The second wave of strike action at Universities across the UK has been suspended, following UCU members' decision to accept the new propsal with UUK.
The ballot opened on Wednesday 4 April and had a record national turnout of 63.5 per cent. It saw 64 per cent of union members vote in favour of the new propsal and only 36 per cent vote against. Details of the proposal can be seen here.
The dispute began over a change to the USS Pension Scheme, which UUK argued needing revising due to it being in a deficit. UCU argued that the removal of the guaranteed 'defined benefit' scheme would see some members lose up to £10,000 from their pensions.
Epigram was told by UCU that employers have now made a clear commitment to defined benefits, and have agreed to discuss a wide range of issues raised by UCU including inter-generational fairness, comparisons with the Teachers’ Pension Scheme and the role of government in providing support for USS.
fun fact: I'm still working to contract because that's what I'm paid to do— Madhu Krishnan is working to contract (@DrMadhuKrishnan) 13 April 2018
UCU and UUK will now jointly present the plans to the USS Board and the Pensions Regulator. The union said it expected the agreement between the fund’s two key stakeholders to be welcomed. However, it said that, while all planned strike action is suspended, UCU will keep its strike mandate live as a precaution until this has process taken place.
Not all lecturers will stop working to contract following the accepted proposal, however. One lecturer said on their Twitter that they will continue working to contract because 'that is what [they are] paid to do'.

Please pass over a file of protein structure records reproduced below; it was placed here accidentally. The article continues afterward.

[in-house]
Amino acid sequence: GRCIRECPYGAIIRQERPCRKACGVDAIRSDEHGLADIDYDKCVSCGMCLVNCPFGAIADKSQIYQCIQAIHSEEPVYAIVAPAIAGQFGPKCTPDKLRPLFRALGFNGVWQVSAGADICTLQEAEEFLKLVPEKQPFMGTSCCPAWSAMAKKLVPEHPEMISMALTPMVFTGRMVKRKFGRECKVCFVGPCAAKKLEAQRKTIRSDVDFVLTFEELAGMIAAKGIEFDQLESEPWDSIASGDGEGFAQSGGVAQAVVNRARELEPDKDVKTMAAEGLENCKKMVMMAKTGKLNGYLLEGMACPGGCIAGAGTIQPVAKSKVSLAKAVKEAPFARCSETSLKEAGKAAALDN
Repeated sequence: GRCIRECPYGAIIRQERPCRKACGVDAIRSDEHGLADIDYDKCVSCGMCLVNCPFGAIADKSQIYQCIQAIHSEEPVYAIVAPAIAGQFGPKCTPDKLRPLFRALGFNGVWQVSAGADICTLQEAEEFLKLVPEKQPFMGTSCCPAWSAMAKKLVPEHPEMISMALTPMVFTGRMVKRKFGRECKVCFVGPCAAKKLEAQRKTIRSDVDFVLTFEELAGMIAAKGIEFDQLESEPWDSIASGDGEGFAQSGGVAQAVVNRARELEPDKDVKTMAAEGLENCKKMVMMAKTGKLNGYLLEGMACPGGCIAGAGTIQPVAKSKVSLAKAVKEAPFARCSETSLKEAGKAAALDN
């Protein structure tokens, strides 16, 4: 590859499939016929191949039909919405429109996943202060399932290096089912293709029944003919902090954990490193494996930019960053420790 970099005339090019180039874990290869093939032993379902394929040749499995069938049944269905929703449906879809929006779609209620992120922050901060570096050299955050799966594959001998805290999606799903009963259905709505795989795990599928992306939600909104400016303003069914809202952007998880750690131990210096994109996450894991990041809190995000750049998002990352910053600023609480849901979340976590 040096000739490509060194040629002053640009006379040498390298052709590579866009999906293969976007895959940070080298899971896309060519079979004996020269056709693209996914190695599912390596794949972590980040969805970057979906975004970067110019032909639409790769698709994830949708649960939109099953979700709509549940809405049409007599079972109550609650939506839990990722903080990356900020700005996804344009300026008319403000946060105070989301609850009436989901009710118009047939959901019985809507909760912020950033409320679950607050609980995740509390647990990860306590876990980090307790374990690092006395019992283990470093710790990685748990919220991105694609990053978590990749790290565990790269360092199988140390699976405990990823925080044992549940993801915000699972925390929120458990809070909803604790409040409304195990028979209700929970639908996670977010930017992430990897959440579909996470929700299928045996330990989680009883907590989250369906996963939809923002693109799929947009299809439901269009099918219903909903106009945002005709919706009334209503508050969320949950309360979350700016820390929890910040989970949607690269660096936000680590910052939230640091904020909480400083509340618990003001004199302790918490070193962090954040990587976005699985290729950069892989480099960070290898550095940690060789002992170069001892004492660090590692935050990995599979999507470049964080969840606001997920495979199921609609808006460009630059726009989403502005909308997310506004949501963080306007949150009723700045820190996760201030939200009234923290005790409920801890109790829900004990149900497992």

The ballot, which had a record national turnout of 63.5 per cent, saw 64 per cent of union members vote in favour of the new deal and only 36 per cent vote against.
UCU general secretary Sally Hunt said: ‘Members have participated in record numbers in the consultation, with a clear majority voting to accept the proposals. The union has come a very long way since January when it seemed that the employers’ proposals for a defined contribution pension were to be imposed.
‘Now we have agreement to move forward jointly, looking again at the USS valuation alongside a commitment from the employers to a guaranteed, defined benefit scheme. USS, the regulator and government now need to ensure that UCU and UUK have the space to implement the agreement effectively.
Voted yes in #ucuballot with much trepidation. This whole pension dispute is about assumptions and trust. No one trusts UUK, but it seems to me that (esp. following our powerful industrial action) they have insufficient power for us to trust *either* a bad proposal for a [1/5]— John McTague (@johnjoemctague) 12 April 2018
‘We hope this important agreement will hearten workers across the UK fighting to defend their pension rights and was won through the amazing strike action of UCU members.
‘UCU has more work to do to ensure that the agreement delivers the security in retirement that university staff deserve. On behalf of all UCU members I want to say thank you to students and other staff for their inspiring support throughout the dispute.’
Vice-Chancellor Professor Hugh Brady told Epigram: 'We welcome the news that UCU members have voted to accept UUK’s proposal. While much remains to be done and discussed, we’re pleased there won’t be any further uncertainty for students as they prepare for their exams. We are very aware that the first round of strike action caused anxiety and disruption for all concerned, and we’re putting the final touches to a programme of extra support for students in the run-up to the exam season.'
Key line @BristolUni VC: "...the dispute has acted as a lightning rod for a range of important issues in our community, and I would like to reaffirm my commitment, and that of all the senior management team, to working with all of you to address these issues" #USSstrikes #UCU— Bristol UCU (@Bristol_UCU) 13 April 2018
The Student-Staff Solidarity group, who actively supported lecturers during the strike action and campaigned for the new proposal to be rejected have been approached for comment.
Feature Image: Epigram / Evy Tang